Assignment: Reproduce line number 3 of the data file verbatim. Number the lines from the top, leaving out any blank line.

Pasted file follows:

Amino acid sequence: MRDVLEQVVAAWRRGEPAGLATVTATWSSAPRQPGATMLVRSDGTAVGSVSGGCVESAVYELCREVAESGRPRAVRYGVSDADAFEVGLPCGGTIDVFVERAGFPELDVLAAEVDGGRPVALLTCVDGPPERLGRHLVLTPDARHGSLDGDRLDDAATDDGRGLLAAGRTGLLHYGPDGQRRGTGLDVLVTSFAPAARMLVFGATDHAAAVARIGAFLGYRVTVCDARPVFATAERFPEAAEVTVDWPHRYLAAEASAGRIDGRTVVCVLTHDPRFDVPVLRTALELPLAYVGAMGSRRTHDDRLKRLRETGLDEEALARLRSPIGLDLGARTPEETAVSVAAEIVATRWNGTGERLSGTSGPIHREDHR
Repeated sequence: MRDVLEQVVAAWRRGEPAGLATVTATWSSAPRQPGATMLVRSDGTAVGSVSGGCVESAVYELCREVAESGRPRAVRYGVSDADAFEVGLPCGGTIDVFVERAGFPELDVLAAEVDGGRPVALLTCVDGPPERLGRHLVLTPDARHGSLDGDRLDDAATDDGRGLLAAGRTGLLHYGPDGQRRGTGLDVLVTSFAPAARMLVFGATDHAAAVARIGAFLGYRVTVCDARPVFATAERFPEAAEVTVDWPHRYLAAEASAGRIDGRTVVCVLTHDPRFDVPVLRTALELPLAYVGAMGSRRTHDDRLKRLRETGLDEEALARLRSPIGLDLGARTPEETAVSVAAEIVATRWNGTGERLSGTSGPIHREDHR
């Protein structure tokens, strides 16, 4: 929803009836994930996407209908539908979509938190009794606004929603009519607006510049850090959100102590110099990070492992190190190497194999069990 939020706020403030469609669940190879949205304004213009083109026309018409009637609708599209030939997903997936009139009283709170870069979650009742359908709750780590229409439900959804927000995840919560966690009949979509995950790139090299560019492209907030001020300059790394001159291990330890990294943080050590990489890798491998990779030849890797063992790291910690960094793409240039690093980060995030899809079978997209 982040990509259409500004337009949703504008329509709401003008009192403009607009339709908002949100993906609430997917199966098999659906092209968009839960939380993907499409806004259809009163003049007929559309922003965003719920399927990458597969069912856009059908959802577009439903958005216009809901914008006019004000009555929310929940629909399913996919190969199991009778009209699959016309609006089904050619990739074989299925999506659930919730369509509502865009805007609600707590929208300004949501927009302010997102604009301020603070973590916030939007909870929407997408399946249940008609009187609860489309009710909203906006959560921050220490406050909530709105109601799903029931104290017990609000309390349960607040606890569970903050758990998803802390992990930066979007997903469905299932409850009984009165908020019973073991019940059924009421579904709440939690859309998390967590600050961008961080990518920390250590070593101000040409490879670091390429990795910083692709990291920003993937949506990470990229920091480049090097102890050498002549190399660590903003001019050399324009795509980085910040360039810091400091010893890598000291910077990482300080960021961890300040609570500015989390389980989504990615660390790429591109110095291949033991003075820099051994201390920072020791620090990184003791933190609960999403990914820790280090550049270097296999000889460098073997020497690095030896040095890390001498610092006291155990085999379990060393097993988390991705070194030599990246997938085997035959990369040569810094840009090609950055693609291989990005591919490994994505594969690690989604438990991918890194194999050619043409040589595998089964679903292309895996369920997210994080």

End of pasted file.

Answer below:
């Protein structure tokens, strides 16, 4: 929803009836994930996407209908539908979509938190009794606004929603009519607006510049850090959100102590110099990070492992190190190497194999069990 939020706020403030469609669940190879949205304004213009083109026309018409009637609708599209030939997903997936009139009283709170870069979650009742359908709750780590229409439900959804927000995840919560966690009949979509995950790139090299560019492209907030001020300059790394001159291990330890990294943080050590990489890798491998990779030849890797063992790291910690960094793409240039690093980060995030899809079978997209 982040990509259409500004337009949703504008329509709401003008009192403009607009339709908002949100993906609430997917199966098999659906092209968009839960939380993907499409806004259809009163003049007929559309922003965003719920399927990458597969069912856009059908959802577009439903958005216009809901914008006019004000009555929310929940629909399913996919190969199991009778009209699959016309609006089904050619990739074989299925999506659930919730369509509502865009805007609600707590929208300004949501927009302010997102604009301020603070973590916030939007909870929407997408399946249940008609009187609860489309009710909203906006959560921050220490406050909530709105109601799903029931104290017990609000309390349960607040606890569970903050758990998803802390992990930066979007997903469905299932409850009984009165908020019973073991019940059924009421579904709440939690859309998390967590600050961008961080990518920390250590070593101000040409490879670091390429990795910083692709990291920003993937949506990470990229920091480049090097102890050498002549190399660590903003001019050399324009795509980085910040360039810091400091010893890598000291910077990482300080960021961890300040609570500015989390389980989504990615660390790429591109110095291949033991003075820099051994201390920072020791620090990184003791933190609960999403990914820790280090550049270097296999000889460098073997020497690095030896040095890390001498610092006291155990085999379990060393097993988390991705070194030599990246997938085997035959990369040569810094840009090609950055693609291989990005591919490994994505594969690690989604438990991918890194194999050619043409040589595998089964679903292309895996369920997210994080």